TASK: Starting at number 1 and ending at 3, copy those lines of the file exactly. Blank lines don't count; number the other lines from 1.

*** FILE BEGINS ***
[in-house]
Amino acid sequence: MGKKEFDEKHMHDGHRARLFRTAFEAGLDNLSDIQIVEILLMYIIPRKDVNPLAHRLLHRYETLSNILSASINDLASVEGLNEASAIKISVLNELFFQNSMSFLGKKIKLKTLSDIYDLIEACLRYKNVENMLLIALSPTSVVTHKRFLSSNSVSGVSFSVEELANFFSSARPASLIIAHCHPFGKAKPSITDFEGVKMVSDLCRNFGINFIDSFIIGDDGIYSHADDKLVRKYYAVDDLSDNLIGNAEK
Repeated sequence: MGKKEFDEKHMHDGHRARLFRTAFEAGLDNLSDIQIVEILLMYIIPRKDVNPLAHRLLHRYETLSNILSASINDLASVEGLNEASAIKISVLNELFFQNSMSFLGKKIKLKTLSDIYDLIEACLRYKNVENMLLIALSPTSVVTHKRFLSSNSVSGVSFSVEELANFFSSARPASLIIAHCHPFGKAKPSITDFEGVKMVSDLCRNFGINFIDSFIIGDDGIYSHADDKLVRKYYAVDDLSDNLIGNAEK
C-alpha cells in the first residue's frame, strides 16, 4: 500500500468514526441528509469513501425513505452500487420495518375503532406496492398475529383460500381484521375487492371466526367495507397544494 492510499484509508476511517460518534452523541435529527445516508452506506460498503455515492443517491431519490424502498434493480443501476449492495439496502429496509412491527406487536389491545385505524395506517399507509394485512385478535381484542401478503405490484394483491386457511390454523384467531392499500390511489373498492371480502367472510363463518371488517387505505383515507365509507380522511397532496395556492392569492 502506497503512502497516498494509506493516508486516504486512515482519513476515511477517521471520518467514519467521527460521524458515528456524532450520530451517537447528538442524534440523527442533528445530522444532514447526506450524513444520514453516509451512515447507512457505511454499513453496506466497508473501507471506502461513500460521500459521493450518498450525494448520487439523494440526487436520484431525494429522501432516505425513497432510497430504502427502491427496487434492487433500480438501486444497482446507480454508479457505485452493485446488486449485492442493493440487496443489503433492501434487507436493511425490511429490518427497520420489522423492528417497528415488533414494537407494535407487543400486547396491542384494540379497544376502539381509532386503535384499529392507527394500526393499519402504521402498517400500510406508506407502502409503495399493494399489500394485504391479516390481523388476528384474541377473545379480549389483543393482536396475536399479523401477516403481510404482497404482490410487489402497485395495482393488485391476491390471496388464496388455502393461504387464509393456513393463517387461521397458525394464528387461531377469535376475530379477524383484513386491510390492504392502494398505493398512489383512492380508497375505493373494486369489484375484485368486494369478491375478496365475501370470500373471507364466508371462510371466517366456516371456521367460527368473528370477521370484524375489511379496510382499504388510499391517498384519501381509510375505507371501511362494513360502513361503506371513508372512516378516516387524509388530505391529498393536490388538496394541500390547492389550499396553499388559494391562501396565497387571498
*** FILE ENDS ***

[in-house]
Amino acid sequence: MGKKEFDEKHMHDGHRARLFRTAFEAGLDNLSDIQIVEILLMYIIPRKDVNPLAHRLLHRYETLSNILSASINDLASVEGLNEASAIKISVLNELFFQNSMSFLGKKIKLKTLSDIYDLIEACLRYKNVENMLLIALSPTSVVTHKRFLSSNSVSGVSFSVEELANFFSSARPASLIIAHCHPFGKAKPSITDFEGVKMVSDLCRNFGINFIDSFIIGDDGIYSHADDKLVRKYYAVDDLSDNLIGNAEK
Repeated sequence: MGKKEFDEKHMHDGHRARLFRTAFEAGLDNLSDIQIVEILLMYIIPRKDVNPLAHRLLHRYETLSNILSASINDLASVEGLNEASAIKISVLNELFFQNSMSFLGKKIKLKTLSDIYDLIEACLRYKNVENMLLIALSPTSVVTHKRFLSSNSVSGVSFSVEELANFFSSARPASLIIAHCHPFGKAKPSITDFEGVKMVSDLCRNFGINFIDSFIIGDDGIYSHADDKLVRKYYAVDDLSDNLIGNAEK